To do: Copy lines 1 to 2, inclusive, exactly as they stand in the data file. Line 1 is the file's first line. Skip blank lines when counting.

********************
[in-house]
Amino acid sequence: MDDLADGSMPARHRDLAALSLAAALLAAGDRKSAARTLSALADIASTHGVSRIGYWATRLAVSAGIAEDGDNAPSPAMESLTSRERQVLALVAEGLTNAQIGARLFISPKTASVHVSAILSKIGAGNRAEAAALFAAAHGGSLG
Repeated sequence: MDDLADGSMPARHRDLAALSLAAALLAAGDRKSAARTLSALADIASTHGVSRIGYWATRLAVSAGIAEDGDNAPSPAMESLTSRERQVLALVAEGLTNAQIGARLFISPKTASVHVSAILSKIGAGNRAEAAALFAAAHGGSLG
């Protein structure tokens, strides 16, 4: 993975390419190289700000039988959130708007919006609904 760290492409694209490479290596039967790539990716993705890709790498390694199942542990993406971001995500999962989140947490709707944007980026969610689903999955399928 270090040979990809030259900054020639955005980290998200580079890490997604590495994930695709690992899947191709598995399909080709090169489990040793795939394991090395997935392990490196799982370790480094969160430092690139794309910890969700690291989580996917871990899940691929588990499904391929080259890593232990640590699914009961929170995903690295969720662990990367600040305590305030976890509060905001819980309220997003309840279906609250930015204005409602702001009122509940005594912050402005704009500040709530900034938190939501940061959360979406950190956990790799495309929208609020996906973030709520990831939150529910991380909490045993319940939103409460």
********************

[in-house]
Amino acid sequence: MDDLADGSMPARHRDLAALSLAAALLAAGDRKSAARTLSALADIASTHGVSRIGYWATRLAVSAGIAEDGDNAPSPAMESLTSRERQVLALVAEGLTNAQIGARLFISPKTASVHVSAILSKIGAGNRAEAAALFAAAHGGSLG